3. I agree with the other reader's comment about the chunky tomato soup. I found myself wanting a breadstick to dip into it. It tasted more like a marinara sauce; I couldn't eat it as a soup. In general, I liked the place... but doubt that I'll frequent it once the novelty wears off.

    4. The Indiana toll road used to have some of the cleanest bathrooms you could find on the road. After the lease they went downhill quickly. While not the grossest you'll see, they hover a bit below average. Am not sure if this is indicative of the entire deal or merely a portion of it. But the goals of anyone taking over the lease will always be at odds. The fewer repairs they make, the more money they earn since they have a virtual monopoly on travel from Cleveland to Chicago. So they only comply to satisfy the rules. It's hard to hand public works over to private enterprise. The incentives are misaligned. In true competition, you'd have multiple roads, each build by different companies motivated to make theirs more attractive. Working to attract customers is very different than working to maximize profit on people who have no choice but to choose your road. Of course, we all know two roads would be even more ridiculous.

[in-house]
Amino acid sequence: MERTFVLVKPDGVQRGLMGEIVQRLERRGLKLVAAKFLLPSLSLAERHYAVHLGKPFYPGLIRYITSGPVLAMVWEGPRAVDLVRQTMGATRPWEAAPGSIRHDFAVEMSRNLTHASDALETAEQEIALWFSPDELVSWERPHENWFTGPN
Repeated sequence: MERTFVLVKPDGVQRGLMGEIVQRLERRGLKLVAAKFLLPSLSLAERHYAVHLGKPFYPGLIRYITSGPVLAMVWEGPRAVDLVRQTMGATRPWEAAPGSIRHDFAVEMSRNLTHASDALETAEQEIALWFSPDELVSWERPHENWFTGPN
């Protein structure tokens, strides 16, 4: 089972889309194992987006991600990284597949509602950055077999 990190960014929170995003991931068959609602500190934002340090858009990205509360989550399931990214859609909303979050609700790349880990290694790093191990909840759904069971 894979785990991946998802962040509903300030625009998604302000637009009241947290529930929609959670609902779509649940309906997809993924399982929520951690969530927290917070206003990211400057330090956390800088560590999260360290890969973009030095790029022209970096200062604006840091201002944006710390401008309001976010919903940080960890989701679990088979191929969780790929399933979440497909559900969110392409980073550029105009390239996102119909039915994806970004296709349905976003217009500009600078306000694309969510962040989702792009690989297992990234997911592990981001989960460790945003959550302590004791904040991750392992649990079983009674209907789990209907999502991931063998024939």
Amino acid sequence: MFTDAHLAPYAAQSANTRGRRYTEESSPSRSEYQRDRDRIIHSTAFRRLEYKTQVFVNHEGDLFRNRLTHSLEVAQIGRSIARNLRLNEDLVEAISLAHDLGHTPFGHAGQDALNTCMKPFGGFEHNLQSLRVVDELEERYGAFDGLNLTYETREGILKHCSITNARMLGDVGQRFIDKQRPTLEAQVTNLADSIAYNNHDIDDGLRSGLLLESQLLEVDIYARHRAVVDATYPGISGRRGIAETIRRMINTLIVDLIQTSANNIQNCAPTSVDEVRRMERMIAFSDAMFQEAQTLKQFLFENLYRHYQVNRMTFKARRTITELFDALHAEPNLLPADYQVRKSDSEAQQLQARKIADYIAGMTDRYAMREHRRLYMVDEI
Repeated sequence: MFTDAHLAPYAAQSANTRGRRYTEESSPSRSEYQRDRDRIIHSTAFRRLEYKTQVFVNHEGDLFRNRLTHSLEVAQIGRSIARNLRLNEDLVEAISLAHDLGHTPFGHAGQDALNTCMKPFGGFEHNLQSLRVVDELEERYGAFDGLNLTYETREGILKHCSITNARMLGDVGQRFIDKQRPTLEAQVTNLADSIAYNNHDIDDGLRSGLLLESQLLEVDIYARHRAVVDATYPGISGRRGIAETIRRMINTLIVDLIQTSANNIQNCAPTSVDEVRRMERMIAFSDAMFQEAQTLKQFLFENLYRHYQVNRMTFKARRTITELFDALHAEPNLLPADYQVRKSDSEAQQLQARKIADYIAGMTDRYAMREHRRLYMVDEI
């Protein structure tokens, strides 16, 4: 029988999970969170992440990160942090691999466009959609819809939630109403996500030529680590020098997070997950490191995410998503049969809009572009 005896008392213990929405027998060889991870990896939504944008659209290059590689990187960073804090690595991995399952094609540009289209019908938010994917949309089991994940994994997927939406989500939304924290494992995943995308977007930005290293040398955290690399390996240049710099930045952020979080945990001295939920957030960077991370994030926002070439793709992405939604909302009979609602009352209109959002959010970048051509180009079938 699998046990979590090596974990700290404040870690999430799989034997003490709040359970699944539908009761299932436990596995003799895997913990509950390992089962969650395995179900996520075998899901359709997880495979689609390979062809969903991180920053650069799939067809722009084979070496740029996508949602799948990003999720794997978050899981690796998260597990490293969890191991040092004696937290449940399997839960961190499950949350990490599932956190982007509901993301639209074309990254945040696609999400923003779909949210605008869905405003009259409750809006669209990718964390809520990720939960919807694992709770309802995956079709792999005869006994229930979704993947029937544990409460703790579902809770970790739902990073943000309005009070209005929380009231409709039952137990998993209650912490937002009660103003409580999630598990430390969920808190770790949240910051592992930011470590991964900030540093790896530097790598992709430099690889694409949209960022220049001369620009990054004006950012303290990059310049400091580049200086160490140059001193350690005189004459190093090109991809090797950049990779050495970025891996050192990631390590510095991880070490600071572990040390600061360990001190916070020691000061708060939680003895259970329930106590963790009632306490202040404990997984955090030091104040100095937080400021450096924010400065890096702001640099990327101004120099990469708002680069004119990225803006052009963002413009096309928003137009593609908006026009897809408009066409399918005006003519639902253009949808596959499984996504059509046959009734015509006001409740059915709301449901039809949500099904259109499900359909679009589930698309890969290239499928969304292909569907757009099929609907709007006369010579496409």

5. The State is in a perfect position. The consortium overpaid for leasing the toll road. Good for the State. The money they paid is being used across the State to upgrade roads and bridges and employ people at at time most of the country is scrambling to fund basic repairs. Good for the State. Indiana taxpayers are no longer subsidizing the toll roads to the tune of millions a year as we had for the last 20 years because the legislature did not have the guts to raise tolls. Good for the State. If the consortium fails, they either find another operator, acceptable to the State, to buy them out or the road gets turned back over to the State and we keep the Billions. Good for the State. Pat Bauer is no longer the Majority or Minority Leader of the House. Good for the State. Anyway you look at this, the State received billions of dollars for an assett the taxpayers were subsidizing, the State does not have to pay to maintain the road for 70 years. I am having trouble seeing the downside.